Embracing Change at the Personal and Industry Levels
There is no way to hide it—the printing industry is struggling. With Kodak filing for Chapter 11 bankruptcy and manroland experiencing its own, we are seeing more and more key players undergoing major structural adjustment. At the commercial printing level, many companies are reassessing current business models and rethinking production operations to gain greater efficiency.
What both situations greatly call for is the uncomfortable issue of change. At RIT, I am currently taking an Organizational Behavior course for my business administration minor. This course has provided valuable insight into the reality of managing and leading an organization. In order to effectively manage and embrace change in the workforce, one must look into human behavior at the individual, group and organizational level.
I would like to welcome my professor Dr. Delmonize “Del” Smith to my blog this week. President and CEO of D.A. Smith and Associates and honoree of Rochester’s Forty Under 40 award, Dr. Smith brings a wealth of information to teaching the next generation of business leaders. Whether you’re a CEO, supervisor or working on the shop floor, we’re here to share how to effectively reduce the resistance to change in order to promote growth in an organization.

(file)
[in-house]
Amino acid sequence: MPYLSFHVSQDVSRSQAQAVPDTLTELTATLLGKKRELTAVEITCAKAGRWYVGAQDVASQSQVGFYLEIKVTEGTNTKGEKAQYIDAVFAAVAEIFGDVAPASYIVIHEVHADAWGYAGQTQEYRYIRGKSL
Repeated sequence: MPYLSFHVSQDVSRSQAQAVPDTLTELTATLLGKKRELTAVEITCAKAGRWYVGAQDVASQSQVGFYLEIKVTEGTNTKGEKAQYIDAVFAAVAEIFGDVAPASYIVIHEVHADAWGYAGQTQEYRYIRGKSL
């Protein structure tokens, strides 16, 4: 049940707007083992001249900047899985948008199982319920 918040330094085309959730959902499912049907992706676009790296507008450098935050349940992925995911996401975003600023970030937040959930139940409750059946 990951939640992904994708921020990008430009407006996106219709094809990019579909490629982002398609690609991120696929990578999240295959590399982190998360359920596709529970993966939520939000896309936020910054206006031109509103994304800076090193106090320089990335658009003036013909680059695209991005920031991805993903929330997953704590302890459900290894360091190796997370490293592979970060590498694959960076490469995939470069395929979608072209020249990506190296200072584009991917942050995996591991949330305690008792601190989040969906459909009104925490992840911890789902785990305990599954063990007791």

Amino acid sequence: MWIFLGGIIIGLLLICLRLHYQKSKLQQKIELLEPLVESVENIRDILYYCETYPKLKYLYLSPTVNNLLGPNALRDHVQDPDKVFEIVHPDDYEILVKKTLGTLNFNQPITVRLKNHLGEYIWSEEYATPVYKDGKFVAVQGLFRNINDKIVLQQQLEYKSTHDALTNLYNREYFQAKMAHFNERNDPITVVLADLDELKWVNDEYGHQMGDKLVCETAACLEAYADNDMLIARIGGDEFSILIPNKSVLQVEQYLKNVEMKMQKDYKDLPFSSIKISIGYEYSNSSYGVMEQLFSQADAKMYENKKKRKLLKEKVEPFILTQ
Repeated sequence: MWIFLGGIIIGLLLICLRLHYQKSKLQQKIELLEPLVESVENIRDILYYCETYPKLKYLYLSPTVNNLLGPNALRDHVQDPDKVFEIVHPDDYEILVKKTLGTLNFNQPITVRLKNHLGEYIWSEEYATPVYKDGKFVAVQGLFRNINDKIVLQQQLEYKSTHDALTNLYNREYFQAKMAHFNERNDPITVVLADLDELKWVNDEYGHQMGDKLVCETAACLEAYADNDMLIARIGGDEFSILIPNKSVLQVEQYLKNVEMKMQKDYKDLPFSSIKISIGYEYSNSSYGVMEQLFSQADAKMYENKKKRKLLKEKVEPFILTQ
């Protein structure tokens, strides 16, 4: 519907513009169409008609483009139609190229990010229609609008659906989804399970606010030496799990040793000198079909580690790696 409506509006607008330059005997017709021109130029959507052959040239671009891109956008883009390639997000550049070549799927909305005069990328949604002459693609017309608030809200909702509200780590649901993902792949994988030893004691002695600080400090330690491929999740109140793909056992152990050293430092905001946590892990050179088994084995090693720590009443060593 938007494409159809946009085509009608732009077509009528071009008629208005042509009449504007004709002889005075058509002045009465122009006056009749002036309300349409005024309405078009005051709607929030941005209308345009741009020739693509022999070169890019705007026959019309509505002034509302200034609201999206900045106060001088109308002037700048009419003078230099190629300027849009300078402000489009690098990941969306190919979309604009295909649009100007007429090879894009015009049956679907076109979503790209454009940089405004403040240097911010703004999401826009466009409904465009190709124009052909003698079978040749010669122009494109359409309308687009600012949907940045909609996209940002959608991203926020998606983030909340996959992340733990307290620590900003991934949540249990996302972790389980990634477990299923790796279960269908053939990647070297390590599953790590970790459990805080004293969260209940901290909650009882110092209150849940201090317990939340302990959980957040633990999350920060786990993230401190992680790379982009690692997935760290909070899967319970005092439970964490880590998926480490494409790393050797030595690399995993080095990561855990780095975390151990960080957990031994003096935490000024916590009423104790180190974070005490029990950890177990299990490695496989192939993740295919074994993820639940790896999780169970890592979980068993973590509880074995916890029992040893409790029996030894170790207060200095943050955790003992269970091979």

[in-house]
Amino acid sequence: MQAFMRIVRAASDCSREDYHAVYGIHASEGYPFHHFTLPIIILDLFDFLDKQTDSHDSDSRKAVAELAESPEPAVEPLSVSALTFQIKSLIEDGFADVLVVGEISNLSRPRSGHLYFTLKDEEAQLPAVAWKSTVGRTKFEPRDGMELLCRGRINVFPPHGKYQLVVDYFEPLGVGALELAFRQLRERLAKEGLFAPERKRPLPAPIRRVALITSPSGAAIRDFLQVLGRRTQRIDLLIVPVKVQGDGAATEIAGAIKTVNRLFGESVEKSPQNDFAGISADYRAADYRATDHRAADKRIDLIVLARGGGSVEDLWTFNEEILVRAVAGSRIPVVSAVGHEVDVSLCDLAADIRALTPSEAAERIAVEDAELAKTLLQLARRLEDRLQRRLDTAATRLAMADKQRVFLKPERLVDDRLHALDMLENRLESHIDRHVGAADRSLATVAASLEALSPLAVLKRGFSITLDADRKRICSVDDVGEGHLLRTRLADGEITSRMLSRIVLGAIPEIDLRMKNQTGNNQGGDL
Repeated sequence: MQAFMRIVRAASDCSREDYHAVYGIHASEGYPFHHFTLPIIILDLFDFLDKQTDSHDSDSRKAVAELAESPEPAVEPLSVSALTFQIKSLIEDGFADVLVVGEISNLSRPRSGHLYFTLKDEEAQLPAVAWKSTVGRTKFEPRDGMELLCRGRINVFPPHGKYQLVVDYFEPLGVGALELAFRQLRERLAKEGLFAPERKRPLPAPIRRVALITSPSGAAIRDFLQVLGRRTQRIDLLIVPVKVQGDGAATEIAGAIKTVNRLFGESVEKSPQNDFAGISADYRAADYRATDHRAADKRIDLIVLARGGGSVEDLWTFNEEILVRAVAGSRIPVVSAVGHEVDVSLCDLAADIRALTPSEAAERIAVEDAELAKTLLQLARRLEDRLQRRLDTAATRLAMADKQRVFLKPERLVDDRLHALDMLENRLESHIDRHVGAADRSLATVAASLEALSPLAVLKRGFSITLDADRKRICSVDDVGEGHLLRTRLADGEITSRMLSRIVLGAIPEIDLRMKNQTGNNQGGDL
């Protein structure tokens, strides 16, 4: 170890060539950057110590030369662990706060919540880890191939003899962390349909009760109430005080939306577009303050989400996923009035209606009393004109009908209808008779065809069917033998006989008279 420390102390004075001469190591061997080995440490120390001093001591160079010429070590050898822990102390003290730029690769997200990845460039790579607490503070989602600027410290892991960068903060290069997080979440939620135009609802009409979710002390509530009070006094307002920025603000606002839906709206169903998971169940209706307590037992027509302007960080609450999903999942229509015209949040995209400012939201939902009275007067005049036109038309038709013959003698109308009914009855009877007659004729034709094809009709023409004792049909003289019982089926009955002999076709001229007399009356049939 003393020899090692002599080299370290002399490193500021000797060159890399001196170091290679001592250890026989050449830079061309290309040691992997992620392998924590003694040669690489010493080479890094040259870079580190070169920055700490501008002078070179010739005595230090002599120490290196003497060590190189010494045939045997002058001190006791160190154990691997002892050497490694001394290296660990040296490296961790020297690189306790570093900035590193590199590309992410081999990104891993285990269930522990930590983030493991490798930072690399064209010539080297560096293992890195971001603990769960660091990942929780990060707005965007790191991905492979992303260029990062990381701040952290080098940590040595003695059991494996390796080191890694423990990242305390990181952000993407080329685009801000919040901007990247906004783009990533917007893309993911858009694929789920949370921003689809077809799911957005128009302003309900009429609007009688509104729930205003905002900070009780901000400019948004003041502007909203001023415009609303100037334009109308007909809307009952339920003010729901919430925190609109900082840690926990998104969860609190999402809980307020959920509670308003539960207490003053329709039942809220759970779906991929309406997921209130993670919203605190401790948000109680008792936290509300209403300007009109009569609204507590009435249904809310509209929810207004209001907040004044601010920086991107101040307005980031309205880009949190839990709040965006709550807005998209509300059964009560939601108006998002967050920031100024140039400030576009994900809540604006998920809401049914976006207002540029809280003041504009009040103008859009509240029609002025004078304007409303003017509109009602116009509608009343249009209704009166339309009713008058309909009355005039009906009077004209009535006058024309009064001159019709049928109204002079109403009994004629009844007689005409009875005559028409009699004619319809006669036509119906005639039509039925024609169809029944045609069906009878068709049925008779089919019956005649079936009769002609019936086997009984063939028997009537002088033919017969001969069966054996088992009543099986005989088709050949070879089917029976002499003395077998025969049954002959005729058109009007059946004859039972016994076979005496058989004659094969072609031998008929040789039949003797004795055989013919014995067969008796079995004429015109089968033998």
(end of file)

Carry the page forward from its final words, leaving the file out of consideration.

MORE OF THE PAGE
Welcome, Dr. Smith.
Fundamentally, what is it about change that leads to so much resistance within people?
Dr. Smith: At its most fundamental level, resistance to change is hard wired into our genetic makeup. As a species, slow changes in our surroundings can be countered with an evolutionary response, but sudden and significant change threatens our very survival.
Are there any potential changes that an organization can afford to ignore?
Dr. Smith: Organizations can’t afford to totally ignore change. However, change that results in a greater fit with the existing organization would not require a significant response. An example that comes to mind is a healthcare company that conducts highly sensitive test on patients. The company already had significant patient privacy policies and procedures in place, so the introduction of far-reaching Healthcare Information Privacy laws would not require major change.